By Jim Williams
160 pages, soft flexi cover, $29.95, published by Merrell, merrellpublishers.com
This book recalls the wise words of the great Jan Tschichold: “The greatest benefit from looking at good work will always be gained by those who study its finest details and subtleties. This is the only way to teach oneself typographic design.” Type Matters!, with its clean, open layout of sample texts in various settings and typefaces accompanied by succinct and sometimes mirthful red captions, leads readers through the essentials of basic typography. The pages are printed on a soft white uncoated, heavy text stock, with warm red dividing pages and red and black text. The rounded corners, soft Moleskine-style cover (complete with elastic page holder and two bookmarking ribbons) and 6 ´ 8 inch format recalls a classic journal style that becomes a favored keepsake through the years. Indeed, the front end sheet features a bold setting of “This Book Belongs to” with a large red manicule pointing to where the reader should sign, encouraging, in a small way, ownership of the love for the printed word found within.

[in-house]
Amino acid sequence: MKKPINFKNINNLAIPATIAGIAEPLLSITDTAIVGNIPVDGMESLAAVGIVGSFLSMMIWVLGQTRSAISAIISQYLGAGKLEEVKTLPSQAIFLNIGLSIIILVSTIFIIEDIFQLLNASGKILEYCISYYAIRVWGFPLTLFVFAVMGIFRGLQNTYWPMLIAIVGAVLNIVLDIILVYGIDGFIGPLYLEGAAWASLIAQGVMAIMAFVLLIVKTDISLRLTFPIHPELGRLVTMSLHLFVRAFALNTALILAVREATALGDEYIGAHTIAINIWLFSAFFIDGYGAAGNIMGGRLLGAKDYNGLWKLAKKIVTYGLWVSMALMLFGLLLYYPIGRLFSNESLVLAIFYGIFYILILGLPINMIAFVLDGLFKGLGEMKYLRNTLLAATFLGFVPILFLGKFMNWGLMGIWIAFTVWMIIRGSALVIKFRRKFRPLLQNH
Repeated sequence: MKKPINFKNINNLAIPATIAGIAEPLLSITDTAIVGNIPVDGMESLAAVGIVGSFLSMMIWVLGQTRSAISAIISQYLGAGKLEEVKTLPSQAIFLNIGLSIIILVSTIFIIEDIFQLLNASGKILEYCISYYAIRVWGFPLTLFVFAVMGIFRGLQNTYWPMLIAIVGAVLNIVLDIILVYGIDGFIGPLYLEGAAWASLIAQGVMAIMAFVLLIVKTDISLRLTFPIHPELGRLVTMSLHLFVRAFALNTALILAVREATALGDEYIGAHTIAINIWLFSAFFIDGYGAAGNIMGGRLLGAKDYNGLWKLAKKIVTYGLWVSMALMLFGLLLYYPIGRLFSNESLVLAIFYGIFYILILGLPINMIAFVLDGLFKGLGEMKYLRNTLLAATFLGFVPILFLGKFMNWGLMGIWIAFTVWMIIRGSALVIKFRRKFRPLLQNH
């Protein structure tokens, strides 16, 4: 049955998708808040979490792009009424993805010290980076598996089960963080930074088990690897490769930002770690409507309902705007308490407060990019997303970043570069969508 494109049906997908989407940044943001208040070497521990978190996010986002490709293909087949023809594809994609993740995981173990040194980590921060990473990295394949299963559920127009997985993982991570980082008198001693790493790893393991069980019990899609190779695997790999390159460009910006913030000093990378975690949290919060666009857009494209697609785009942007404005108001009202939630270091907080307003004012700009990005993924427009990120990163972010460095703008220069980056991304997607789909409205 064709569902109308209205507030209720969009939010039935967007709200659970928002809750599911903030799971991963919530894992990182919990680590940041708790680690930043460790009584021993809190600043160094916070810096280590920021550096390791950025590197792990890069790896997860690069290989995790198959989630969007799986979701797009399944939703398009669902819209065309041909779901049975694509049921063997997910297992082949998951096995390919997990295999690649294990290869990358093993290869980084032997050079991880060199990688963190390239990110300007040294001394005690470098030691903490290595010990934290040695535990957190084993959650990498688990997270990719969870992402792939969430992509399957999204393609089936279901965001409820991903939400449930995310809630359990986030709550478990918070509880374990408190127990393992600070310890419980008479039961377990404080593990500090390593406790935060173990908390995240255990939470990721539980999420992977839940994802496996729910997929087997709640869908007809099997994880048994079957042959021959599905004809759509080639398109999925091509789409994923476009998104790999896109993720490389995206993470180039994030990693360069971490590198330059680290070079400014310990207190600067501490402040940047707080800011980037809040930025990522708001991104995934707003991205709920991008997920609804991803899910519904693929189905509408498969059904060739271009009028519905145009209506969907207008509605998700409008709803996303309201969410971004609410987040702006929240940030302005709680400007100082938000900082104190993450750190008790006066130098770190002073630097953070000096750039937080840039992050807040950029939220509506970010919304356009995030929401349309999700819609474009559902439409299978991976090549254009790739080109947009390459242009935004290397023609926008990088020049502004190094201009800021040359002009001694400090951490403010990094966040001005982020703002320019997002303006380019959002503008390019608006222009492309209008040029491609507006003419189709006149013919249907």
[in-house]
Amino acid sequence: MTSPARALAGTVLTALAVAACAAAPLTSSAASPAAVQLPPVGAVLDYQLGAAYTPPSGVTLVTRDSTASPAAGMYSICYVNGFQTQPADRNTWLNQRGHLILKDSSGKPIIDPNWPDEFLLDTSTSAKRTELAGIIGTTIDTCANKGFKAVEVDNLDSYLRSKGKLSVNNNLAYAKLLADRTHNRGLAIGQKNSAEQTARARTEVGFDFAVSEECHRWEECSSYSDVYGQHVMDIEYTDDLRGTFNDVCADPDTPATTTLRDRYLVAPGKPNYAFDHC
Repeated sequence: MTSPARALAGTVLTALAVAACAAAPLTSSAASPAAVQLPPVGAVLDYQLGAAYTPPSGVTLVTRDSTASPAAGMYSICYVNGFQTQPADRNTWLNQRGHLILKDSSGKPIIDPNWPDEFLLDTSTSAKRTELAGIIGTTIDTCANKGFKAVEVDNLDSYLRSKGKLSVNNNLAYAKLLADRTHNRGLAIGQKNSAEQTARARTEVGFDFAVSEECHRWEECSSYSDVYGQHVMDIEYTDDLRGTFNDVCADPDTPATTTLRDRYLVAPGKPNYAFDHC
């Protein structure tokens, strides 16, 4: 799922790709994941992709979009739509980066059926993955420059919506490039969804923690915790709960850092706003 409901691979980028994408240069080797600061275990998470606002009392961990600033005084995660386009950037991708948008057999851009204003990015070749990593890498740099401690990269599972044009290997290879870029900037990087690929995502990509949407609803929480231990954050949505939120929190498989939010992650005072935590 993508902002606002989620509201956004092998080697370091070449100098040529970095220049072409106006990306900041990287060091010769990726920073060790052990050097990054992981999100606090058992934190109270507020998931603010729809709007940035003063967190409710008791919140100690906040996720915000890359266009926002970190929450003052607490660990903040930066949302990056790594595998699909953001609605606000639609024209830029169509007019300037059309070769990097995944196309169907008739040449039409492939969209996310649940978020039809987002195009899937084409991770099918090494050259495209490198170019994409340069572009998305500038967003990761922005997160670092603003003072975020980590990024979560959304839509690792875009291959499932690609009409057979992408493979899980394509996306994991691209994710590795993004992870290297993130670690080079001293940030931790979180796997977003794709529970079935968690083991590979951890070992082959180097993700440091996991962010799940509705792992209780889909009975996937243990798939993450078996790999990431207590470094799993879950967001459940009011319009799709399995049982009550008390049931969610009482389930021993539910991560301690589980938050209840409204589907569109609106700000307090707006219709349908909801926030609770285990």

Type classification and anatomy, appropriate typeface selection (“clothes for language”), letterspacing, kerning, leading, measure, rags, ligatures, widows and orphans, ink traps and rivers—all the most important details of fine typography are beautifully presented. The book came about after Williams, a part-time instructor at Staffordshire University, was asked to present a series of talks on day-to-day typography to a design company in Manchester, England. Finding that the tips were also helpful to his students, he was encouraged to publish them for a wider audience.
Like Tschichold, Williams has a way of wording his pithy advice so that it stays in the reader’s mind. For example: “It is important to challenge what the computer gives you, because it can’t yet make informed typographic decisions.” In a striking spread, he takes a 450 point Janson Text lowercase i and j and demonstrates the thrilling satisfaction in lowering the tittles—the i and j dots—for better visual appeal. In a tip reflecting a more current type dilemma, he shows how a subtle baseline shift in the @ symbol at display sizes can make “a more considered and balanced appearance.”
The book includes an extremely practical appendix of reader’s marks, the kind that those fresh out of design school usually face for the first panicked time when a sketch comes back from the client marked up with red hieroglyphics. Another nice section lists type museums and libraries around the world. Critical close-looking is an invaluable tool for anyone working with type and Type Matters!, a delight to look at, read and hold, is a handy way to sharpen the eye. —Angelynn Grant